According to the plea deal, Robinson himself was responsible for the disbursement of nearly $540,000 to “master accounts” in 2017 alone, including:

• $200,000 to the Renaissance Palm Springs Hotel

• $161,941 to the Lodge of Four Seasons

• $107,447 to the Loews Coronado Bay Resort

• $70,220 to Thousand Hills Golf Resort

The funds from this account were illegally disbursed to fund:

• $129,336 for luxury condominiums and villas

• $46,588 for lavish restaurants

• $80,904 for golf green fees and merchandise purchases

• $15,274 for cigars and related paraphernalia

• $18,750 for spa services, clothing, musicals, amusement park tickets

The plea deal increases the likelihood of a federal takeover of the union under the Racketeering Influenced and Corrupt Organizations (RICO) Act, as took place with the Teamsters in the 1980s. In previous court filings, federal prosecutors referred to UAW Official A and UAW Official B, Jones and Williams, and four other officers as running “a racketeering enterprise” inside the union. Robinson’s testimony would be critical to prove the government’s case that corruption has affected the entire organization itself.

“It is hard to discuss the criminal behavior of these UAW executives without acknowledging the damage it has done to the faith union members have in their leadership. The FBI stands committed to these types of investigations in order to restore the union to its core purpose of negotiating for and protecting the rights of its hard-working members who put their trust in their union officials,” FBI special agent in charge of the FBI’s Detroit Field Office Steven D’Antuono said in a news release.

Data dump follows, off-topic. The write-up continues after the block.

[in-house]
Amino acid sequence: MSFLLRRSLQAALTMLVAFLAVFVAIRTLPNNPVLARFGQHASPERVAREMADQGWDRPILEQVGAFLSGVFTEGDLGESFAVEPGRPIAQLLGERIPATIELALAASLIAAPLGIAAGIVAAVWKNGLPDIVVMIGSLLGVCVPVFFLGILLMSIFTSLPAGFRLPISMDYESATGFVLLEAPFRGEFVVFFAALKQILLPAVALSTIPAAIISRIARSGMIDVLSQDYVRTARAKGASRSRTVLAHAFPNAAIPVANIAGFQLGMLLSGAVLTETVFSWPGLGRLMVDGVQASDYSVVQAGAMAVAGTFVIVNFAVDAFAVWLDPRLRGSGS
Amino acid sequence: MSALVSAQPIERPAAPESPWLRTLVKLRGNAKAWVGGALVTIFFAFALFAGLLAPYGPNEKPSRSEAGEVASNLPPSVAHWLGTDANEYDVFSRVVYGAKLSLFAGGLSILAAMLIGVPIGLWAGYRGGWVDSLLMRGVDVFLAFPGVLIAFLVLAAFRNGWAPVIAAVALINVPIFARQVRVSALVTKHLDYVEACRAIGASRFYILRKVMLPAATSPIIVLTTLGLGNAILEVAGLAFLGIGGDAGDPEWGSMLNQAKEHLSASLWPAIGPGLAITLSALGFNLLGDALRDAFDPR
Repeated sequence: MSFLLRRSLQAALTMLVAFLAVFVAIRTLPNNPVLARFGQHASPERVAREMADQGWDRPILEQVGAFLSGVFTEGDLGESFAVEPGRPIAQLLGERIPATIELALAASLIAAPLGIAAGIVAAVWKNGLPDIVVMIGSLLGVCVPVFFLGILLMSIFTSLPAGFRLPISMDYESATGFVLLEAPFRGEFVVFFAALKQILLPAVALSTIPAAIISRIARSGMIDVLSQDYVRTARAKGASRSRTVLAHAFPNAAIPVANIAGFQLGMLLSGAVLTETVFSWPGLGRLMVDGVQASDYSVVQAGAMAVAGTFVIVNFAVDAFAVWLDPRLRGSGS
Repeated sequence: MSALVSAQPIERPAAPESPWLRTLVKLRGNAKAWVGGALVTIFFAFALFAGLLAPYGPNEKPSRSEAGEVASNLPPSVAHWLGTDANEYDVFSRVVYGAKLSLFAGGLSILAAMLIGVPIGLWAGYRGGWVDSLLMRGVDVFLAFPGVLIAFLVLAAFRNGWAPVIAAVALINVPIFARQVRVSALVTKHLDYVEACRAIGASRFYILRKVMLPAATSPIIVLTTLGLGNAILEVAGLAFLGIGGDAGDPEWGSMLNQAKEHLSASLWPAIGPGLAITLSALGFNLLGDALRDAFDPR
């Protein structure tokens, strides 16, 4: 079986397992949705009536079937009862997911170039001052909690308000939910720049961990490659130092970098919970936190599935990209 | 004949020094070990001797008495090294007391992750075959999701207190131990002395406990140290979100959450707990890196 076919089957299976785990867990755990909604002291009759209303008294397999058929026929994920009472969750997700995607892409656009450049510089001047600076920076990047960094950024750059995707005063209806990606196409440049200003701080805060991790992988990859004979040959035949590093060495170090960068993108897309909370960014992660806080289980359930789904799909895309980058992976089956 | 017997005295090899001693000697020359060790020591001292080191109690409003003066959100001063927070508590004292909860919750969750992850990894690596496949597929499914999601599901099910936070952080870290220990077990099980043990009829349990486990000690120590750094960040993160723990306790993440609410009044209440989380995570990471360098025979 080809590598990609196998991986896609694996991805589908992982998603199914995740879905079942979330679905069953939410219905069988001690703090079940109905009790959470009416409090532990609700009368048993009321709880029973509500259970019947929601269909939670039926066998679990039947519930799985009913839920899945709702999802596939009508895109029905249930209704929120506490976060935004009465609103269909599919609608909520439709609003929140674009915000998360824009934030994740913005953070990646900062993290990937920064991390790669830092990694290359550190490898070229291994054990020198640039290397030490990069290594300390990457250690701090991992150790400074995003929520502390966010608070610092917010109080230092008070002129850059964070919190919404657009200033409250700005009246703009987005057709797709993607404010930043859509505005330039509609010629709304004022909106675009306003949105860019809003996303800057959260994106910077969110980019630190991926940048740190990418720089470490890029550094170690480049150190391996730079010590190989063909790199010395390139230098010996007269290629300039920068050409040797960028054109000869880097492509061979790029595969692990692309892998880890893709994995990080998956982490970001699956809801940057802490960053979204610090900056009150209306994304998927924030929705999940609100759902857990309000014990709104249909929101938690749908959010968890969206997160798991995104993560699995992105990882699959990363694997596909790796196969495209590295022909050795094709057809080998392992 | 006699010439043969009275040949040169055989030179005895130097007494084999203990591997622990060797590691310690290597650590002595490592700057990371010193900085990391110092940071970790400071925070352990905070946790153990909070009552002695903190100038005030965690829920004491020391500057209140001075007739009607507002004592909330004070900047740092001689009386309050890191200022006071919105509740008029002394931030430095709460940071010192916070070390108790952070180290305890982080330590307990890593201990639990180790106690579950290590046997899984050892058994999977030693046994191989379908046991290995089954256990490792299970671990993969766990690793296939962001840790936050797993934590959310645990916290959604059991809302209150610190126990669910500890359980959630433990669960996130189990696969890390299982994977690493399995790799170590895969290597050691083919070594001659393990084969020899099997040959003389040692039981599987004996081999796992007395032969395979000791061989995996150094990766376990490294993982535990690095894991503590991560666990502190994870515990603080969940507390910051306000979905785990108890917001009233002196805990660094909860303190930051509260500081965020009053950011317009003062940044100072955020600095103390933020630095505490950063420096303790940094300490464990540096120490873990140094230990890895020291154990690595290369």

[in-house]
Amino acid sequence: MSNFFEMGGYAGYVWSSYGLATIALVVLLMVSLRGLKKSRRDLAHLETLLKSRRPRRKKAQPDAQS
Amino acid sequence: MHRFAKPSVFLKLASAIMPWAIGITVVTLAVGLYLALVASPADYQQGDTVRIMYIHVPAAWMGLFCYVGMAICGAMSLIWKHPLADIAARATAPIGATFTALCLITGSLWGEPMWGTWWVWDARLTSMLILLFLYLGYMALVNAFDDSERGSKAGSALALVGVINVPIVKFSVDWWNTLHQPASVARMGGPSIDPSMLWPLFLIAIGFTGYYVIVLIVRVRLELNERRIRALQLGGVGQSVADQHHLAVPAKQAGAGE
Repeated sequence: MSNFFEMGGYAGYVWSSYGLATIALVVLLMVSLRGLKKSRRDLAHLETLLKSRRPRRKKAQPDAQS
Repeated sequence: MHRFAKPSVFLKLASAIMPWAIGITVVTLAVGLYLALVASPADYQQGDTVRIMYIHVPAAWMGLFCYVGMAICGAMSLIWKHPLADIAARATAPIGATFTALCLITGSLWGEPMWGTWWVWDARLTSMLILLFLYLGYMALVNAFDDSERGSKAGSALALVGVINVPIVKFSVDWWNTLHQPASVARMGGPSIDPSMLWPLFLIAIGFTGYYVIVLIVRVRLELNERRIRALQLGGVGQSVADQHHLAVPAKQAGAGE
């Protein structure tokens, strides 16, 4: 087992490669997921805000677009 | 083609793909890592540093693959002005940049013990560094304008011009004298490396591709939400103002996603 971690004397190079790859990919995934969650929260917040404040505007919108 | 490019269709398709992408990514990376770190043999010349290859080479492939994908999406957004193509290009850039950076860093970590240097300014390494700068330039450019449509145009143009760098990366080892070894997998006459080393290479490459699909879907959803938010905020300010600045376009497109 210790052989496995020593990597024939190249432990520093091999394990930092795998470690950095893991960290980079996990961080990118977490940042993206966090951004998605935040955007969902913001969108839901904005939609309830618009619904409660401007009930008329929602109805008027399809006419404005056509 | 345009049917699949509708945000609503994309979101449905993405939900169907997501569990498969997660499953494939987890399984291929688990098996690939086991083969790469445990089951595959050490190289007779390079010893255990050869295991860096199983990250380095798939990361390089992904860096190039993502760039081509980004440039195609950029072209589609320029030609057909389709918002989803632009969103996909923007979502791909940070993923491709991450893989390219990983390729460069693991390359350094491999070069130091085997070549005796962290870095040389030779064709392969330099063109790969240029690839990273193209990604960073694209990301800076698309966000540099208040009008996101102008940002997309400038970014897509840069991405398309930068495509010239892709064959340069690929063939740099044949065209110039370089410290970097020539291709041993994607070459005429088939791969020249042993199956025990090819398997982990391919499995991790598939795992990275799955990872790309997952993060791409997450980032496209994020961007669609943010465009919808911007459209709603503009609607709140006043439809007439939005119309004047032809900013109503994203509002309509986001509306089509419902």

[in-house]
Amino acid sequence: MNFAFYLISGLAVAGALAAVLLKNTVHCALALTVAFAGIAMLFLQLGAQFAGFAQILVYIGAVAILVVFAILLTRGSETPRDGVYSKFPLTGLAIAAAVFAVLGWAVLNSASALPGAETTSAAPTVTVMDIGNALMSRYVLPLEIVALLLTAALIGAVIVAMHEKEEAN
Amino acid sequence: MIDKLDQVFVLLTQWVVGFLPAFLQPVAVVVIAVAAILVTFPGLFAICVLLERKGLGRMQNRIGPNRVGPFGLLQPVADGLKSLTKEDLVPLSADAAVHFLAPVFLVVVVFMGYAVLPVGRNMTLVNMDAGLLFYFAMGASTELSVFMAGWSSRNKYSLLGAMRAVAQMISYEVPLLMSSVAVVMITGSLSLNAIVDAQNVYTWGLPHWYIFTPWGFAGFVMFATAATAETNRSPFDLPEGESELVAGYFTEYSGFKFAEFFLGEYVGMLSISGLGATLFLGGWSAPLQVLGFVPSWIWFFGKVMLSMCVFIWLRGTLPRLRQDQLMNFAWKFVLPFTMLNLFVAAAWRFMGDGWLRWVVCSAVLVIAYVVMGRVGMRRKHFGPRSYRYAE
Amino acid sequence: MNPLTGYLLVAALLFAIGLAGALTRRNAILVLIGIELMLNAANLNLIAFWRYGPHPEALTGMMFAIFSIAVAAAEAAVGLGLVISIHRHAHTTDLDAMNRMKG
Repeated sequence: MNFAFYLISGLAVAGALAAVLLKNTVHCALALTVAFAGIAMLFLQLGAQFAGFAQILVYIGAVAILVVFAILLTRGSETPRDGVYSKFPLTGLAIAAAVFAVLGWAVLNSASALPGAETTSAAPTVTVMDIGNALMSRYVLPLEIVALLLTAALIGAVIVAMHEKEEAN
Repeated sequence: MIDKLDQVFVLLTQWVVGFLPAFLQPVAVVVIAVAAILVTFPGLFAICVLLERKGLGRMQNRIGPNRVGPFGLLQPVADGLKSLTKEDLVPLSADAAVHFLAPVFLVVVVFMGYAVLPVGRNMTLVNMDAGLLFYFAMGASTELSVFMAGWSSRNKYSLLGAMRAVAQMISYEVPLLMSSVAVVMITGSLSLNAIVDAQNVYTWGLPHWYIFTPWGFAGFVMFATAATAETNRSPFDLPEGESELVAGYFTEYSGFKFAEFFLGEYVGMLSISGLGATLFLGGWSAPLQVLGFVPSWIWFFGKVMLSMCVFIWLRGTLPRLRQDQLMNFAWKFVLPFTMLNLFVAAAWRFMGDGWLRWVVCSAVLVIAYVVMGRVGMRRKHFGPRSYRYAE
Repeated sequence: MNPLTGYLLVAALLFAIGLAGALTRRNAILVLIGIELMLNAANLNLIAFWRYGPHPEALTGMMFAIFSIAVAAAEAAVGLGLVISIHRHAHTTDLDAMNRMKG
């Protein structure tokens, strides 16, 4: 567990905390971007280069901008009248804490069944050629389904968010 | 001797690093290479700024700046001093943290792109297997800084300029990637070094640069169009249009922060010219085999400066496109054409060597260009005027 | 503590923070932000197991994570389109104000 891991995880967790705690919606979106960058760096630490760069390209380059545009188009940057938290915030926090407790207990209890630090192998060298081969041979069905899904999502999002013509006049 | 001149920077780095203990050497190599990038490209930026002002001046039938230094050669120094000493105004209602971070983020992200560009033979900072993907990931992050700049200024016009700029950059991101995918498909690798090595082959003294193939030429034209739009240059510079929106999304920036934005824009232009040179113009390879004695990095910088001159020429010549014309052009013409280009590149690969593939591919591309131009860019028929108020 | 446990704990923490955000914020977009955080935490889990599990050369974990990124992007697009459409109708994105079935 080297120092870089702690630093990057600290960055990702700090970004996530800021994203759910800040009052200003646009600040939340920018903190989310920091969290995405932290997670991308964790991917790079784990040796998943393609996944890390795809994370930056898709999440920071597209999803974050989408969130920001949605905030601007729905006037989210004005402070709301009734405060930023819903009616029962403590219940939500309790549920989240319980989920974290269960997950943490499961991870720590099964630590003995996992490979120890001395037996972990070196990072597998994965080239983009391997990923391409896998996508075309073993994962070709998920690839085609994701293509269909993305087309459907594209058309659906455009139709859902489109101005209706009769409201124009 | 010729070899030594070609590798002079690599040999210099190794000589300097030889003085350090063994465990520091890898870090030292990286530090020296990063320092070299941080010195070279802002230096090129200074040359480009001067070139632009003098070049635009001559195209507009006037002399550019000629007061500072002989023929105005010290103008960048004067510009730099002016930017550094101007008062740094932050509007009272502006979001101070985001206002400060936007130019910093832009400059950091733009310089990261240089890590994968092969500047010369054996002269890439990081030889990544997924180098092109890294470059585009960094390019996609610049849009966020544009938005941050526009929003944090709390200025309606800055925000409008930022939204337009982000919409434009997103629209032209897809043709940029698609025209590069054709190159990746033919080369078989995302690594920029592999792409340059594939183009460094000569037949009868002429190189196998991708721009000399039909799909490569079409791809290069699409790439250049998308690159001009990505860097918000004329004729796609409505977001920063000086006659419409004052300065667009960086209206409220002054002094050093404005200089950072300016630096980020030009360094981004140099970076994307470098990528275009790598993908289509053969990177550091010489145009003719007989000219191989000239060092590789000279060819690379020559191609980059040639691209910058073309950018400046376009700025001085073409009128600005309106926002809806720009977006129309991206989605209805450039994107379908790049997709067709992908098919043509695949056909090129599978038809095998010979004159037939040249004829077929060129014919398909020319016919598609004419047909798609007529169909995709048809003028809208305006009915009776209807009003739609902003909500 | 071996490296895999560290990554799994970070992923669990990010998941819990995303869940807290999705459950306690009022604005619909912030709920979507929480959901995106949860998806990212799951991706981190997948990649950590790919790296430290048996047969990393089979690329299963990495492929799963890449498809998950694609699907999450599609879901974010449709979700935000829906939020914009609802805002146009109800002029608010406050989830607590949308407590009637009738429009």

This is absurd. The FBI, notorious for its role in spying on and even assassinating left-wing opponents of American capitalism, is not intervening to restore union “democracy.” After a quarter century of federal receivership of the Teamsters ended in 2015, the union remained no less hostile to the interests of workers than it was in the 1980s. In 2018, the Teamsters overrode a majority “no” vote at UPS to impose a contract with major concessions.

The real purpose of federal intervention into the Teamsters in the 1980s was to shore up the rotten, gangster-ridden apparatus, which had been instrumental in forcing through massive concessions at UPS and other companies, in the face of a rank-and-file rebellion against the bureaucracy. While the precise motivation of the present investigation into the UAW is concealed from the public, the business press has run worried comments for months about the implications of the disintegration of the UAW, which has played a critical role in forcing through wage cuts and hundreds of thousands of job losses since the late 1970s but which is universally despised by autoworkers.

In opposition to both the federal government and the UAW bureaucracy, autoworkers must take matters into their own hands. An independent orientation is required, in opposition to the unions, based upon the mobilization of the working class to fight against concessions—linking up the struggles of autoworkers with striking graduate students in California, autoworkers in Mexico, and workers throughout the world who are facing the same attacks. To accomplish this, the World Socialist Web Site Autoworker Newsletter calls for the formation of rank-and-file committees outside of the organizational structure of the UAW to serve as the voice of workers in the factories.